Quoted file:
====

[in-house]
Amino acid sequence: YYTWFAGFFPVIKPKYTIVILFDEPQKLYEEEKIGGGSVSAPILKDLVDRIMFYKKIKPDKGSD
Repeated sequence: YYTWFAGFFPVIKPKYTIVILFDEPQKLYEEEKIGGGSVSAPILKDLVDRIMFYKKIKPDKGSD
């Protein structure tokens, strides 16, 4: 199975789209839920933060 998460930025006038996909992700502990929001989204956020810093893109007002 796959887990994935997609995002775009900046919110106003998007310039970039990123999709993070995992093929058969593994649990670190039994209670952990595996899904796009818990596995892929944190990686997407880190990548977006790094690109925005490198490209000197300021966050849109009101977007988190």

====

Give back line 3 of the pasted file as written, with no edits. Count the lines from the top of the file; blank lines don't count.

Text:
Repeated sequence: YYTWFAGFFPVIKPKYTIVILFDEPQKLYEEEKIGGGSVSAPILKDLVDRIMFYKKIKPDKGSD